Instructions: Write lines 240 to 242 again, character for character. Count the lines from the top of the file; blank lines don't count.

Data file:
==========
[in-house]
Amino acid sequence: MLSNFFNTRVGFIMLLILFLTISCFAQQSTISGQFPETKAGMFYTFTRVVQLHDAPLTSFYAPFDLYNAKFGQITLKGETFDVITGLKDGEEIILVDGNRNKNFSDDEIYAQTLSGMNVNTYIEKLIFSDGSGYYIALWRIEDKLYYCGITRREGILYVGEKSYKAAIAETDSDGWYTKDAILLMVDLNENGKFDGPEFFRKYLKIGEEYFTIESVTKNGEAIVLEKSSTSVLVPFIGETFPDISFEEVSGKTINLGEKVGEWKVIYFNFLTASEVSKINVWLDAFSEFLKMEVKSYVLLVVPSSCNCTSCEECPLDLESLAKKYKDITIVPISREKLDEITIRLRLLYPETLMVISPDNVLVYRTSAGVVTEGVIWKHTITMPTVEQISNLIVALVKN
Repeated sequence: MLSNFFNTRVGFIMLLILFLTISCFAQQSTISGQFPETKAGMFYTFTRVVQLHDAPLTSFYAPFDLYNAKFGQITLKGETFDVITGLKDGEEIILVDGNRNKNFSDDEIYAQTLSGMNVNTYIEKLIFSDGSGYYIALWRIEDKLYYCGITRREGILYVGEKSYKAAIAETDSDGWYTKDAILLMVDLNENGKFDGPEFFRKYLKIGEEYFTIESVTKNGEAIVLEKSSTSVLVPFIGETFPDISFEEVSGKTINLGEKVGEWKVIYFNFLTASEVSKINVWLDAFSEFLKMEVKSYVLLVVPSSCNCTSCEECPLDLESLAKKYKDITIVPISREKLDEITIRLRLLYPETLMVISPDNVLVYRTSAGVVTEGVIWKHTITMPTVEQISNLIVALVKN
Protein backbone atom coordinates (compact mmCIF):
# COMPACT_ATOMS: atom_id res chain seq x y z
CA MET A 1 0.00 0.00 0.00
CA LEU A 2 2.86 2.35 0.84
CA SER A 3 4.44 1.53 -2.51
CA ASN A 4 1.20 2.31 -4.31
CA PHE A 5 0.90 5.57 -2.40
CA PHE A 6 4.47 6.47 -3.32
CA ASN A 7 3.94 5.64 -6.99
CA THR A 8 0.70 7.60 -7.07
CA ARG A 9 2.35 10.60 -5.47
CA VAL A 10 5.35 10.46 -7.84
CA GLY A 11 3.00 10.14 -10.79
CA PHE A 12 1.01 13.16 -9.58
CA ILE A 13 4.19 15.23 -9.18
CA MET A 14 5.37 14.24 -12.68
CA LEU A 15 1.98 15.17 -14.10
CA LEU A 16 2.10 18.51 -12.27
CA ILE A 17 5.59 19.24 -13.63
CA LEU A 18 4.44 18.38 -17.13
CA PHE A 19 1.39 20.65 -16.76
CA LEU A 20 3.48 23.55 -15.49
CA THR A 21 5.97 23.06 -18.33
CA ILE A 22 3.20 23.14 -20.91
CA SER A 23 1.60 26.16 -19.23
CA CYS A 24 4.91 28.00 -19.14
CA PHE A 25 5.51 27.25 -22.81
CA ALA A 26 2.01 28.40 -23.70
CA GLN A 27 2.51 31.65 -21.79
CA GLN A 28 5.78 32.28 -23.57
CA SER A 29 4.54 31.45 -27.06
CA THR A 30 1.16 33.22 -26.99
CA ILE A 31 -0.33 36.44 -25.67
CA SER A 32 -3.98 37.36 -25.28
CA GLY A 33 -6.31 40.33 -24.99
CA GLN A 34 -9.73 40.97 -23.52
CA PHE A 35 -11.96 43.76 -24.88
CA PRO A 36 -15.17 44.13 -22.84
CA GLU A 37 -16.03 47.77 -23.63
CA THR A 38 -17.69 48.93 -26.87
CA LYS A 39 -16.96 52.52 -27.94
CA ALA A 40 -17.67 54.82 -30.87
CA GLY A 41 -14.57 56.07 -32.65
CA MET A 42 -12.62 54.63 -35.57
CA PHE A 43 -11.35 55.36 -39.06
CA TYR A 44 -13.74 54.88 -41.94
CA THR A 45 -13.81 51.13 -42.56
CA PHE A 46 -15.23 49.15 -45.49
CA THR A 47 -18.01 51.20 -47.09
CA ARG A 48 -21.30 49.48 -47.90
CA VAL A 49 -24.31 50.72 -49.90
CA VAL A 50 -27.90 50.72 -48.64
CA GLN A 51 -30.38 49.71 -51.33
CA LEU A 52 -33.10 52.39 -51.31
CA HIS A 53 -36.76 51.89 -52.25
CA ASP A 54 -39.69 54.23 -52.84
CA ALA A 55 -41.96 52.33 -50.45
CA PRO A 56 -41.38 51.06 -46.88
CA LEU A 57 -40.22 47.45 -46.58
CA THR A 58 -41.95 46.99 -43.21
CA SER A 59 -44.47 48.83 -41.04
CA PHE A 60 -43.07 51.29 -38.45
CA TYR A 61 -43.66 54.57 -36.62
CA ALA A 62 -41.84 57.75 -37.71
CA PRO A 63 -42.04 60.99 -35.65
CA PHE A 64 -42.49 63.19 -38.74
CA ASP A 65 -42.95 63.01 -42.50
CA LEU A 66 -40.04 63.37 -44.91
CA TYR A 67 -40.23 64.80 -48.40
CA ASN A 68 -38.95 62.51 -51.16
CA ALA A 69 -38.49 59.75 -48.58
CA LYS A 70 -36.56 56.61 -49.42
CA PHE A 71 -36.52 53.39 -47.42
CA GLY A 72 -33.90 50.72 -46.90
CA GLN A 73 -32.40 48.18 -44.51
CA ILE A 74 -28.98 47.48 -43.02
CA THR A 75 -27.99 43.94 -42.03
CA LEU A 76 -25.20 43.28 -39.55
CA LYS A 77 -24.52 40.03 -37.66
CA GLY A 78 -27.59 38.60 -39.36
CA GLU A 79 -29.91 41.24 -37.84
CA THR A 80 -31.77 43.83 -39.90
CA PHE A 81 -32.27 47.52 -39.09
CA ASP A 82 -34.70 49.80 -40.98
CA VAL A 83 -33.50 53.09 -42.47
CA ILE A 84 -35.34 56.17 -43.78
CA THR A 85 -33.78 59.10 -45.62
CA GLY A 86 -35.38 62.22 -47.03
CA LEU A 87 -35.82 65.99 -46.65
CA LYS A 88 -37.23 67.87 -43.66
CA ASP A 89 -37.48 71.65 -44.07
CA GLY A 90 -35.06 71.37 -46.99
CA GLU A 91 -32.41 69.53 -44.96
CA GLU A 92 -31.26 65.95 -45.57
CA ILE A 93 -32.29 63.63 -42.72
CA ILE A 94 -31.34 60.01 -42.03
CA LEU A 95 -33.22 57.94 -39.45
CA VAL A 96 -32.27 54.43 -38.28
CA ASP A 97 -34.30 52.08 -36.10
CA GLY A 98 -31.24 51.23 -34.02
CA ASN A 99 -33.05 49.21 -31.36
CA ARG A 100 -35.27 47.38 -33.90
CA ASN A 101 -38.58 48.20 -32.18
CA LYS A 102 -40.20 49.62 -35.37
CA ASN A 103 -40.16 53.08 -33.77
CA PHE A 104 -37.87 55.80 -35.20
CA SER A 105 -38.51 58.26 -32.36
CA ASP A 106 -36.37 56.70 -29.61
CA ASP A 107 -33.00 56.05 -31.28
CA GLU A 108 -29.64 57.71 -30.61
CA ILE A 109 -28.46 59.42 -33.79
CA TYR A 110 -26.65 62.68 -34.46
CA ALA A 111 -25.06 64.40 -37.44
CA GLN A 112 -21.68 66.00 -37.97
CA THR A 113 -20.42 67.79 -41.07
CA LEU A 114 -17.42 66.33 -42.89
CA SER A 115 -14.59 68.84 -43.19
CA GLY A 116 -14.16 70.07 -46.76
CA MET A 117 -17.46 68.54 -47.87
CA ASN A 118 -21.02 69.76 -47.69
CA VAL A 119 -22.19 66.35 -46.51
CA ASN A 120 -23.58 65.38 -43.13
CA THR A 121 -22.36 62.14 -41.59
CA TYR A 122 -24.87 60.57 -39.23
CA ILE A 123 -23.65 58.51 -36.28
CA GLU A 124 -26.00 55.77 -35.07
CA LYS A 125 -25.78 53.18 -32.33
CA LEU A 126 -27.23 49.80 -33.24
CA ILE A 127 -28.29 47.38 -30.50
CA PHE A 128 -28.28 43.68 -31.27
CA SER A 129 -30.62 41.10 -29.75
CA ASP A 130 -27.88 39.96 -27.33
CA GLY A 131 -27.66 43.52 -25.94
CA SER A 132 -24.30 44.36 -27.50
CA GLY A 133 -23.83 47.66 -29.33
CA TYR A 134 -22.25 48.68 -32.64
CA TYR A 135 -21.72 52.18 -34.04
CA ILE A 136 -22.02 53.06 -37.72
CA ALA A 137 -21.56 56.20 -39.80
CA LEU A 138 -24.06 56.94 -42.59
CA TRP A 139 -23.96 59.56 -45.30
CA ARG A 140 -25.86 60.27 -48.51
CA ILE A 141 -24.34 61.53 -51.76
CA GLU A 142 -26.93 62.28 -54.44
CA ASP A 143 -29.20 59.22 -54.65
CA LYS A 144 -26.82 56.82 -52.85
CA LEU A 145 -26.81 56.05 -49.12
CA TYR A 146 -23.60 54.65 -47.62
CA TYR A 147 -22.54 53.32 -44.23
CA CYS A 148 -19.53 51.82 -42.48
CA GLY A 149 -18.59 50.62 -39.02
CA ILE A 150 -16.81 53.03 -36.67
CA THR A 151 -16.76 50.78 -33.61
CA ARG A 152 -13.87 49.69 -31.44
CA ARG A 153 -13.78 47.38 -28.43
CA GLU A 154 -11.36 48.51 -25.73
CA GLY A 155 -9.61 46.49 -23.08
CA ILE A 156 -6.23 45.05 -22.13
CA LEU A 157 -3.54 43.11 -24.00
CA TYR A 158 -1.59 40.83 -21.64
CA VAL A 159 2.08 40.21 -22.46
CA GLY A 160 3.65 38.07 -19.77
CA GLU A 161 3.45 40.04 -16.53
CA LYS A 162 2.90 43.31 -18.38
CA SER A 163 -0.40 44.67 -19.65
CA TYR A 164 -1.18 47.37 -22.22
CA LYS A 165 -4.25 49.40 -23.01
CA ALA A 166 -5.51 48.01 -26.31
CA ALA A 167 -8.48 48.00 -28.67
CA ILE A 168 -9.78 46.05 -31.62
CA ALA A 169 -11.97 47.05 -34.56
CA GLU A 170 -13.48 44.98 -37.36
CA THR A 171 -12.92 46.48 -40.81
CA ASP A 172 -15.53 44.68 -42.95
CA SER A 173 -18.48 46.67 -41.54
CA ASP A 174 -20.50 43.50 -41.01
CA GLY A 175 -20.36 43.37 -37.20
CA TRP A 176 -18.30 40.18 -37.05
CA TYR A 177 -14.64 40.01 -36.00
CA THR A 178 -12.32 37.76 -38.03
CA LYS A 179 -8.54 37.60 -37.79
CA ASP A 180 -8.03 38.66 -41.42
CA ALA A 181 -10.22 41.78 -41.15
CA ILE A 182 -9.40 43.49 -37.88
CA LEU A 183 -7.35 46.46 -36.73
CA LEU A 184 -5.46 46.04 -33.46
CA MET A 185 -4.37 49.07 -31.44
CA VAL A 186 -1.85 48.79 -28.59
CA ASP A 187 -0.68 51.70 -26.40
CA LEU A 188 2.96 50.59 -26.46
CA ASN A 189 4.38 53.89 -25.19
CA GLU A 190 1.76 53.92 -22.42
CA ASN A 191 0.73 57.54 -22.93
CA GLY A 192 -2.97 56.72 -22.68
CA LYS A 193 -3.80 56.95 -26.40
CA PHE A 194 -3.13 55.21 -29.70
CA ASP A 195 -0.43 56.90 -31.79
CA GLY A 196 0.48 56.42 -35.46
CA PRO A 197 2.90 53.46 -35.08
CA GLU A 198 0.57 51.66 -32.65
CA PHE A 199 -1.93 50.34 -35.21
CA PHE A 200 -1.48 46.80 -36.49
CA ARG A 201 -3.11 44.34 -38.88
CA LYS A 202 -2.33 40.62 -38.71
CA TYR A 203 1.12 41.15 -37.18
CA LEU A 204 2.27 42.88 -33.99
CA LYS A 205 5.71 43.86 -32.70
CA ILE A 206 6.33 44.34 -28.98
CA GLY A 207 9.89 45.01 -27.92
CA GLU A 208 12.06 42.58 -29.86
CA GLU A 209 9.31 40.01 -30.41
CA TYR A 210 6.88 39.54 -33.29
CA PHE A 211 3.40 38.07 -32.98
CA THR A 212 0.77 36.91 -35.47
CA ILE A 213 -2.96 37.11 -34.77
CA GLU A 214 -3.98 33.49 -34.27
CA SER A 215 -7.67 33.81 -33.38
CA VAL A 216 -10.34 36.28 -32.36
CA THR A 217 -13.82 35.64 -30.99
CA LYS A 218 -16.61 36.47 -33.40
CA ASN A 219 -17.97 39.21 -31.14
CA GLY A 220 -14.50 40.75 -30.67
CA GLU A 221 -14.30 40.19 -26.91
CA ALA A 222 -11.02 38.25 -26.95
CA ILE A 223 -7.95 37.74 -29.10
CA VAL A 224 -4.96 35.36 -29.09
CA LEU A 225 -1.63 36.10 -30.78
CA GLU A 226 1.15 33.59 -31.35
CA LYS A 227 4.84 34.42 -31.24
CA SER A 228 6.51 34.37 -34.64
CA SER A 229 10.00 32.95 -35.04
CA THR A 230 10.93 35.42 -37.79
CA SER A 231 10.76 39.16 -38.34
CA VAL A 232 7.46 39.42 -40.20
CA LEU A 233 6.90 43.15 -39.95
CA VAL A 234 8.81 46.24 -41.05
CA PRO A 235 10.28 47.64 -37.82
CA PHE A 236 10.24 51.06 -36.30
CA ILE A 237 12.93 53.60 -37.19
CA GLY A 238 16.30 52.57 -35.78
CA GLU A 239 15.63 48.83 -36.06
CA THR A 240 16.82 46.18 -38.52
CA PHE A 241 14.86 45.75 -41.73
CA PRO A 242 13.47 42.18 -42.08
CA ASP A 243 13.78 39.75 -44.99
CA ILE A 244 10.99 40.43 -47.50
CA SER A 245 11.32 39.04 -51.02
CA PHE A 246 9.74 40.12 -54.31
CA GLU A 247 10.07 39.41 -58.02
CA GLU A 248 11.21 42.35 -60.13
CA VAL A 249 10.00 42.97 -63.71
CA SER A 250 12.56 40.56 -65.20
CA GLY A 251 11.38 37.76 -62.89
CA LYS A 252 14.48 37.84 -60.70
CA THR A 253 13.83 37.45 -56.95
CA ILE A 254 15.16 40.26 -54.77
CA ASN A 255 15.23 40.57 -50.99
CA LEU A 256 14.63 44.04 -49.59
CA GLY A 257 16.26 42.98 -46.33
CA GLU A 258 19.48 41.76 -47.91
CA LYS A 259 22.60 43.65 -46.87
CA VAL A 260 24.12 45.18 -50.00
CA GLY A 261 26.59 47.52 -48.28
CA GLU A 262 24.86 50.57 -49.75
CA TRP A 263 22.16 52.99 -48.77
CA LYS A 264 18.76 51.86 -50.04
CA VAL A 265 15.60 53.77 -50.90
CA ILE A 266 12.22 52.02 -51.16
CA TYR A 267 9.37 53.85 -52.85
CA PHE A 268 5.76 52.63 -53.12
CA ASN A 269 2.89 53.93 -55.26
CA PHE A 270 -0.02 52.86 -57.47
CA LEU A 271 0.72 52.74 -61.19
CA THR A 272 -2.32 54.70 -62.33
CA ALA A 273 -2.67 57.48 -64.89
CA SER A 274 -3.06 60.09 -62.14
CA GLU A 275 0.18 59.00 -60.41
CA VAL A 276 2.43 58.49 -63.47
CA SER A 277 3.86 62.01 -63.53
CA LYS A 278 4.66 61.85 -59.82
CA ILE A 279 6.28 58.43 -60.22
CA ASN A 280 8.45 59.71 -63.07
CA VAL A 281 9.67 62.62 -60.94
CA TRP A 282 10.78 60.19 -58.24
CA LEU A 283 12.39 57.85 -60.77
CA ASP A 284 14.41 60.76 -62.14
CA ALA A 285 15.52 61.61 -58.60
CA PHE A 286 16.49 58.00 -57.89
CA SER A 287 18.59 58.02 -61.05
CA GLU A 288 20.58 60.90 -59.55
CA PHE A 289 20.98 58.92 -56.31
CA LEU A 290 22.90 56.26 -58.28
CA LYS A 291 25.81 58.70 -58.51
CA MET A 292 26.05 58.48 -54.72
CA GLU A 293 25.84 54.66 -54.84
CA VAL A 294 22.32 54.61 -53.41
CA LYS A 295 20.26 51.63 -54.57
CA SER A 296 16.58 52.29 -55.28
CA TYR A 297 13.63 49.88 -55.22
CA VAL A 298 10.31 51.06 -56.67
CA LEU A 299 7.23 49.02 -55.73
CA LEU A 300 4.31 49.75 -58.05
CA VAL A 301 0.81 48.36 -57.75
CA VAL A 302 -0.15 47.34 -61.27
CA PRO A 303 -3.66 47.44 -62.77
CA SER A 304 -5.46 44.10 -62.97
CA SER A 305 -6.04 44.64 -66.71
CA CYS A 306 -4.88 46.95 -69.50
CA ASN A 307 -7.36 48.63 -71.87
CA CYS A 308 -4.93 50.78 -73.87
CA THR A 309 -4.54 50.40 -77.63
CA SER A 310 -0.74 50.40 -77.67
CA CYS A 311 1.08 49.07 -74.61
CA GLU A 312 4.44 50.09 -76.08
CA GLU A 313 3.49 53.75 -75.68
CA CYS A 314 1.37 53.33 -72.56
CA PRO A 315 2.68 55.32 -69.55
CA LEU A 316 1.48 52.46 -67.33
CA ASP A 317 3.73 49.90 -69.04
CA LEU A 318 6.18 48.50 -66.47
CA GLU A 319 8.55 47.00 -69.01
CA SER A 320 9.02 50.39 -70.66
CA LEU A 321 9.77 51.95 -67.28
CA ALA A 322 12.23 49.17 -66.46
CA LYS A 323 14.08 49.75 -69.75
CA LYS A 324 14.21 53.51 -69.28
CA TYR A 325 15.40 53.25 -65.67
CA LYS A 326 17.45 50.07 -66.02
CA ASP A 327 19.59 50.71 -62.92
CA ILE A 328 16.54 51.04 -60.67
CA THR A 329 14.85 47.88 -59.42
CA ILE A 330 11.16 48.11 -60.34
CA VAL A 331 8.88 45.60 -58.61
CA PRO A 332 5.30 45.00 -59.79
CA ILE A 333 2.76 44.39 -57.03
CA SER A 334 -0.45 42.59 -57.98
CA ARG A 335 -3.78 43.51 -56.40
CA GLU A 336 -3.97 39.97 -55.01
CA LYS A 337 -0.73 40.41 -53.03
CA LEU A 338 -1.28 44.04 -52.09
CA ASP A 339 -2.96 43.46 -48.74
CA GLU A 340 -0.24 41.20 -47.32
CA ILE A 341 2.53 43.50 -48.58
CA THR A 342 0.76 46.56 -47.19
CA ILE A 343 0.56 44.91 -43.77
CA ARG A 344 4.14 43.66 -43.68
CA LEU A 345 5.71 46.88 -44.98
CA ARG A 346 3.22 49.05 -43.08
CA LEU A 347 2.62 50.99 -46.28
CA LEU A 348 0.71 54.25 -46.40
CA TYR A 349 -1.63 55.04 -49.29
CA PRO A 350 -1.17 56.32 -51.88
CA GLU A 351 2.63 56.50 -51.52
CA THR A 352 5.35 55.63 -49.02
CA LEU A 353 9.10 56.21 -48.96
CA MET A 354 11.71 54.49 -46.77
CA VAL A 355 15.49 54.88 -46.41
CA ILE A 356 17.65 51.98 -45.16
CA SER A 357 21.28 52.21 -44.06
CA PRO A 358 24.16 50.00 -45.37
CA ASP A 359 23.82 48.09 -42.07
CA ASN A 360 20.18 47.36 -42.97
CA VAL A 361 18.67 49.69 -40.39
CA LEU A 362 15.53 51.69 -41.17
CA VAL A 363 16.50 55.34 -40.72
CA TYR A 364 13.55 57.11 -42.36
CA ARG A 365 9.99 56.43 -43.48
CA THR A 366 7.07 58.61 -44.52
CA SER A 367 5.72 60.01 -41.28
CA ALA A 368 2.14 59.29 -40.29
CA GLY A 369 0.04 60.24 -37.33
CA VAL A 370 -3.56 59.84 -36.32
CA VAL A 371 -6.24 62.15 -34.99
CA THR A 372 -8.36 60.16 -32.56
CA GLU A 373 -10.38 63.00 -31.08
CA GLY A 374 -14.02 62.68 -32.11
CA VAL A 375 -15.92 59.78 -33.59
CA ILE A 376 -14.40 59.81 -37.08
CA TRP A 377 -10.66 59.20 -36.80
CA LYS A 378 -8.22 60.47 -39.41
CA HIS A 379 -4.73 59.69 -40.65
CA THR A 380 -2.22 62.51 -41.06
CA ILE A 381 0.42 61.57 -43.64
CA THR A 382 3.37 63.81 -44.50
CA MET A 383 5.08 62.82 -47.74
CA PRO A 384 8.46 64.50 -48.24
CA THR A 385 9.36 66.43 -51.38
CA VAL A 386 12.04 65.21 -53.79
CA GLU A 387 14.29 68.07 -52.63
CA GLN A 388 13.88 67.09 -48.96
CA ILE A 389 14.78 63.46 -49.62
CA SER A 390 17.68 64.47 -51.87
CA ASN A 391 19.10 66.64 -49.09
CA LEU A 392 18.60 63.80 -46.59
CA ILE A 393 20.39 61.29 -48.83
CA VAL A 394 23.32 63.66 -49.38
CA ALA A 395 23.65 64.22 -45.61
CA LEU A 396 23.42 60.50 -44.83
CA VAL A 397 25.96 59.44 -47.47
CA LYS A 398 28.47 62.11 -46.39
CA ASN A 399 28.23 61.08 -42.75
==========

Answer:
CA PRO A 235 10.28 47.64 -37.82
CA PHE A 236 10.24 51.06 -36.30
CA ILE A 237 12.93 53.60 -37.19